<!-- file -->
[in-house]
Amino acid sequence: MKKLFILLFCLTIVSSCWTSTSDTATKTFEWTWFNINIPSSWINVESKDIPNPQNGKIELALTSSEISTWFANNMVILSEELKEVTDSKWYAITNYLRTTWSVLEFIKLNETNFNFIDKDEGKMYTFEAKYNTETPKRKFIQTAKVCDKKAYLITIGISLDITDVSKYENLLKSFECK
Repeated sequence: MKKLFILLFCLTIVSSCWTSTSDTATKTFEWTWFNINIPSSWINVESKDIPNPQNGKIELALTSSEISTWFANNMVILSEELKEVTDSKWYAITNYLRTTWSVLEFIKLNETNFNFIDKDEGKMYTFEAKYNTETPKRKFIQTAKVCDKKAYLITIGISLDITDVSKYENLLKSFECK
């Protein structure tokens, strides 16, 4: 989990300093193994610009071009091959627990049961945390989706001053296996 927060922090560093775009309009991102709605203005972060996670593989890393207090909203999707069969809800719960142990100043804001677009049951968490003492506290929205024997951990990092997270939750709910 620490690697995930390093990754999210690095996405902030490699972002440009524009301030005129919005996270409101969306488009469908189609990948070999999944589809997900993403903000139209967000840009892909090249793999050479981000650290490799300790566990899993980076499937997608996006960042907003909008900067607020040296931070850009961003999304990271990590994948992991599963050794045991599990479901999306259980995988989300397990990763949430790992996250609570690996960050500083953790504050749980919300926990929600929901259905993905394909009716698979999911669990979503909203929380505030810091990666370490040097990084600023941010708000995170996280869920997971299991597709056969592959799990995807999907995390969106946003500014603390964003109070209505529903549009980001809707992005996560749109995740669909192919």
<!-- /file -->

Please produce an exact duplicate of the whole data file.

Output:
[in-house]
Amino acid sequence: MKKLFILLFCLTIVSSCWTSTSDTATKTFEWTWFNINIPSSWINVESKDIPNPQNGKIELALTSSEISTWFANNMVILSEELKEVTDSKWYAITNYLRTTWSVLEFIKLNETNFNFIDKDEGKMYTFEAKYNTETPKRKFIQTAKVCDKKAYLITIGISLDITDVSKYENLLKSFECK
Repeated sequence: MKKLFILLFCLTIVSSCWTSTSDTATKTFEWTWFNINIPSSWINVESKDIPNPQNGKIELALTSSEISTWFANNMVILSEELKEVTDSKWYAITNYLRTTWSVLEFIKLNETNFNFIDKDEGKMYTFEAKYNTETPKRKFIQTAKVCDKKAYLITIGISLDITDVSKYENLLKSFECK
């Protein structure tokens, strides 16, 4: 989990300093193994610009071009091959627990049961945390989706001053296996 927060922090560093775009309009991102709605203005972060996670593989890393207090909203999707069969809800719960142990100043804001677009049951968490003492506290929205024997951990990092997270939750709910 620490690697995930390093990754999210690095996405902030490699972002440009524009301030005129919005996270409101969306488009469908189609990948070999999944589809997900993403903000139209967000840009892909090249793999050479981000650290490799300790566990899993980076499937997608996006960042907003909008900067607020040296931070850009961003999304990271990590994948992991599963050794045991599990479901999306259980995988989300397990990763949430790992996250609570690996960050500083953790504050749980919300926990929600929901259905993905394909009716698979999911669990979503909203929380505030810091990666370490040097990084600023941010708000995170996280869920997971299991597709056969592959799990995807999907995390969106946003500014603390964003109070209505529903549009980001809707992005996560749109995740669909192919």